Copyright, 1879, by Mrs. Pauline Lieder.
Words by Berger and Amon. Music by Ned Straight.
I am hard up, you don't know me, for my clothes are tattered and torn;
My parents died when I was young, I'm forsaken, disliked and forlorn;
I travelled this country thro' and thro', on the road and on the rail;
My limbs are getting stiff and cold for the want of a warm meal;
They say, why don't you go to work? when they know there's none to be had;
They slam the door in front of your face if you ask them for a bite of bread.
Some tramps they beg from door to door, and they ask for charity;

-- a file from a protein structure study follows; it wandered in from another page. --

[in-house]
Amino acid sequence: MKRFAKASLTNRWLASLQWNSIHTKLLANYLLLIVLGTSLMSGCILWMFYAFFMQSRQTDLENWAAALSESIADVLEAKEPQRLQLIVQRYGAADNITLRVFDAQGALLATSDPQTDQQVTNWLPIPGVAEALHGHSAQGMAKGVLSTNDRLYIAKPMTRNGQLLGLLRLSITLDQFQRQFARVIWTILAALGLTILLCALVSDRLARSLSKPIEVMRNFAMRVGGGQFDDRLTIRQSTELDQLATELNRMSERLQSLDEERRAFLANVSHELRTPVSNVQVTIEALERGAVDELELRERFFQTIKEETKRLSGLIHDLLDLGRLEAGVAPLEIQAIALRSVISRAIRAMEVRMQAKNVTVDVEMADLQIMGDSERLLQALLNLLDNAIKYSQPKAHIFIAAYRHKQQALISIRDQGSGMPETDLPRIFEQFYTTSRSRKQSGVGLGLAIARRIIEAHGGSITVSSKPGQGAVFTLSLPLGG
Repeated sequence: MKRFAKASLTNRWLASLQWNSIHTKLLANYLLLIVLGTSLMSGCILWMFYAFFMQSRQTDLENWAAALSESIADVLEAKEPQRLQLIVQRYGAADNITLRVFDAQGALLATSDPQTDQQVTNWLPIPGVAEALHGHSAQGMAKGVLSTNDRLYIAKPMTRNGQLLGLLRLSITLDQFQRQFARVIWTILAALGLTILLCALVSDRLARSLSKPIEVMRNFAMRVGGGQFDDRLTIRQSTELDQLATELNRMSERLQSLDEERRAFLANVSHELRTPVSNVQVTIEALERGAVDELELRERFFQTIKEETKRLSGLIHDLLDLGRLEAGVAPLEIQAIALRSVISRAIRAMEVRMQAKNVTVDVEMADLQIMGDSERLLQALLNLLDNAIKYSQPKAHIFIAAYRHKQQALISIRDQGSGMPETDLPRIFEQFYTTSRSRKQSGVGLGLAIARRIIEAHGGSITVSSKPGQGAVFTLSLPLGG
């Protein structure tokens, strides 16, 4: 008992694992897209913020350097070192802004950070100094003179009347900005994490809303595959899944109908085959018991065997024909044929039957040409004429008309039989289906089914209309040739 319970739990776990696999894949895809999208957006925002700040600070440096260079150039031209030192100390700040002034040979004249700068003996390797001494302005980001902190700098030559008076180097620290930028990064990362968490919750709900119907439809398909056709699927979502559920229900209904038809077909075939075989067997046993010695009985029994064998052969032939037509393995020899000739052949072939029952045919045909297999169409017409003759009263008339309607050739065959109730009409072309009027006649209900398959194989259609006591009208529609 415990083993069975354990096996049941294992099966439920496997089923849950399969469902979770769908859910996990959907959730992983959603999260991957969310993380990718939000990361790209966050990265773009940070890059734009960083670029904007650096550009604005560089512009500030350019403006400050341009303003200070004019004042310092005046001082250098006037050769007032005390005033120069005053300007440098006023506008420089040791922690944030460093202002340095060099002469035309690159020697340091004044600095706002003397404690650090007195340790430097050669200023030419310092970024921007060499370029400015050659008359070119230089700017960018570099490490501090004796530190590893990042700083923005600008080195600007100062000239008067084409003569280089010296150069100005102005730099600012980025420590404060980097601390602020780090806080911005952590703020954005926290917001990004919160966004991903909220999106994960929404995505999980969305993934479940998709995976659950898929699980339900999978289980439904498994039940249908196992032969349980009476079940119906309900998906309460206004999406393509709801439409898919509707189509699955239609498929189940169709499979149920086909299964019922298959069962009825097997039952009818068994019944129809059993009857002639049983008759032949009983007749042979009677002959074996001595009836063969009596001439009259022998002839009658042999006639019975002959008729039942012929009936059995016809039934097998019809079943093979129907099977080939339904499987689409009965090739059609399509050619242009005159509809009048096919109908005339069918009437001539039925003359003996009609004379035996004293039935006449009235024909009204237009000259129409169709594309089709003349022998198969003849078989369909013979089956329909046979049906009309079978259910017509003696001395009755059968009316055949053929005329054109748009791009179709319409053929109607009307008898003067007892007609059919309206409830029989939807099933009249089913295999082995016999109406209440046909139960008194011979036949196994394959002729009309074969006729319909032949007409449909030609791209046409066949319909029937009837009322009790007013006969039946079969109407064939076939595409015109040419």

They say they've children, ten, at home, and they can't support their family;
But place a nickel in their hand, to some grog-shop they will run-
A poor man's money they will take, and they spend it all for rum;
Now that's the kind that want no work, for they're weak and sick, is their plea;
When they get bread they'll throw it away, from a workingman's poor family.
Twas at an humble cot I called, and I rapped at the back door,
A man asked me what would I have? I told him I was hungry and poor;
Said he, come in and take a seat; and he gave me bread and tea;
He was a son of Erin's Isle, toiling for his family.
I shook his hand, so hard and tough, and the tears rolled fast down my face;
May heaven protect his good family, for you're welcome always at his place.